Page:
1. God has exhaustive knowledge of the future

2. God created all people

3. God loves all people

4. Many people are going to end up in an eternal place of torment for rejecting God

Of course, there are solutions, but all of them require changing what seems to be a clear teaching of Scripture as well as sacrificing one’s standing in orthodox Christianity for the sake of coherence, emotional or logical.

Here is what the options look like:

Open Theism

1. God has exhaustive knowledge of the future

2. God created all people

3. God loves all people

4. Many people are going to end up in an eternal place of torment for rejecting God

Universalism

1. God has exhaustive knowledge of the future

2. God created all people

3. God loves all people

4. Many people are going to end up in an eternal place of torment for rejecting God

Pantheism (though I don’t know of any “Christian” pantheism)

1. God has exhaustive knowledge of the future

2. God created all people

3. God loves all people

4. Many people are going to end up in an eternal place of torment for rejecting God

Hyper-Calvinism

1. God has exhaustive knowledge of the future

2. God created all people

3. God loves all people

4. Many people are going to end up in an eternal place of torment for rejecting God

In the end, I think it is best that we leave all four in place and recognize the paradoxical difficulty with this issue.

If absolute coherence, emotional or logical, is your goal, then you will never find a system that is completely satisfying. Never. Even in science, room must be left for anomalies (things that don’t make sense under the current paradigm of data). More importantly, I think it is vital to recognize that while coherence is indeed something we should diligently strive for, it is not the highest priority in the Christian faith. The highest priority for the Christian is to let rightly interpreted Scripture be our ultimate source for truth. Emotion and reason are not unimportant, it is just that they must be submitted to Scripture. Anyone can twist and manipulate Scripture to make it fit their idea of coherency. I see this done every day. Anyone can come up with a more palatable solution and force the puzzle to create a new picture, but palatability is not the final test of truth. Scripture is.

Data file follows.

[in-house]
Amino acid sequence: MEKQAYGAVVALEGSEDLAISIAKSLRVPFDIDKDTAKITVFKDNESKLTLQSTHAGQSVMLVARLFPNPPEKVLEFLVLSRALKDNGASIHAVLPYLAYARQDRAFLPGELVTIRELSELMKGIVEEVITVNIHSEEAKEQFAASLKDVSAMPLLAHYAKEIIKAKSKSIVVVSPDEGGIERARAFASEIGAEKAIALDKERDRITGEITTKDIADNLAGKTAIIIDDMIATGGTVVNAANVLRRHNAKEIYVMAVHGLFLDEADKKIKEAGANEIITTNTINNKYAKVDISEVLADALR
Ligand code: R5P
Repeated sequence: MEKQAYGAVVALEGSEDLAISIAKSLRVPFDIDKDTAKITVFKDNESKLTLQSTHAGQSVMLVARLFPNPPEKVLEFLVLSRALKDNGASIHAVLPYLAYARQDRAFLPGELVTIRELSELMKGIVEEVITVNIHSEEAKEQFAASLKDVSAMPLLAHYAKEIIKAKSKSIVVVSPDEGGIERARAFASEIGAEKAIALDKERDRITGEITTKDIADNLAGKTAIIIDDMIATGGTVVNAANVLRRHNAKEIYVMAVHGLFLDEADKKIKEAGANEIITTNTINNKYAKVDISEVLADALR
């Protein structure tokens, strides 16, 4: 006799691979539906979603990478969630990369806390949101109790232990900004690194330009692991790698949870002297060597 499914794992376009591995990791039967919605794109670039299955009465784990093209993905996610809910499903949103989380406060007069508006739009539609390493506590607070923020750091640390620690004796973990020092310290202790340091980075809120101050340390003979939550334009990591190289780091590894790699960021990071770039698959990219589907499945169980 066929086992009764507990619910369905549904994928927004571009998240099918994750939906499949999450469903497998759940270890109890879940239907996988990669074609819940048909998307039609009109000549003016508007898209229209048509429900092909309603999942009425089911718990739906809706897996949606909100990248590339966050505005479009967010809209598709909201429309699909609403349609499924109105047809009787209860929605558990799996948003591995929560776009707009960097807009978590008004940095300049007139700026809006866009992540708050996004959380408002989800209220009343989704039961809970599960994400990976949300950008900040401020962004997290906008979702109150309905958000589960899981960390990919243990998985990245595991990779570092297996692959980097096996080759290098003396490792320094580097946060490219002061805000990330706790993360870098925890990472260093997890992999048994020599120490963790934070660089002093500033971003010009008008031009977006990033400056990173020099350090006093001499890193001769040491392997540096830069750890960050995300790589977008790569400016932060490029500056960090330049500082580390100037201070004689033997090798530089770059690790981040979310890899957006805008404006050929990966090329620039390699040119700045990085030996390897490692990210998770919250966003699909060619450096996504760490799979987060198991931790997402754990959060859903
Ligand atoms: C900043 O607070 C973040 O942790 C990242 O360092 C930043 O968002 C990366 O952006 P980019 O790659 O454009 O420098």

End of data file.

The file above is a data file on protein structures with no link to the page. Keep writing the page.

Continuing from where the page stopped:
However, I don’t want it to sound as if incoherency is the highest ideal. I have also seen this “I-believe-because-it-is-absurd” mentality. We should never adopt such an irresponsible stance. While a modernistic ideal of perfect harmony in understanding is not our guide, harmony is more often than not a characteristic of truth. Disharmony and true incoherency are, more often than not, a hallmark of error.

As well, it is important to realize that just because something does not seem to have coherence, this does not make it truly incoherent. Often we are too limited to find coherence, even though it is actually present. In other words, just because something may seem incoherent to us, this does not mean that it is incoherent to God. While the doctrine of the Trinity is a mystery to us, it is not a mystery to God. Some things in Christianity do not seem to have coherence, but this does not mean that they are truly incoherent. (And yes, this does make the title of this article misleading.)

In this, we must realize that there are some things that God has withheld information about for his own reasons. Could God have made everything perfectly understandable and emotionally satisfying? Most certainly. The fact that he has not does not make his truth any less true, it just mean that he, for some reason, from time to time, wants us to believe something even though he does not want us to understand it.

A very particular Scripture comes to mind here:

Deut. 29:29
“The secret things belong to the LORD our God, but the things revealed belong to us and to our children forever, that we may follow all the words of this law.”

The “secret things” are those things that God has, for whatever reason, intentionally withheld. But, thankfully, the emphasis in this passage is on “the things revealed,” and they belong to us forever.

God may never clear everything up. And he might make it all clear someday. I don’t know. As a Calvinist, one of the seemingly incoherent things that I believe is that God could have elected everyone, but he did not. Why? I will ask him one day. Will he tell me? I don’t know. Either way, I know that he is righteous and he is good. These missing pieces of the puzzle gives me no right to doubt him when he has already proven himself in so many ways. I know that if I dare to judge him by manipulating the truth to make it more palatable, he will prevail (Rom. 3:7).

While there are so many things we can understand, we must recognize that there is true mystery to which we must submit. When we get the temptation to judge God by manipulating the truth, let’s pause and learn to find stability even when things are not as palatable or coherent as we would like them to be.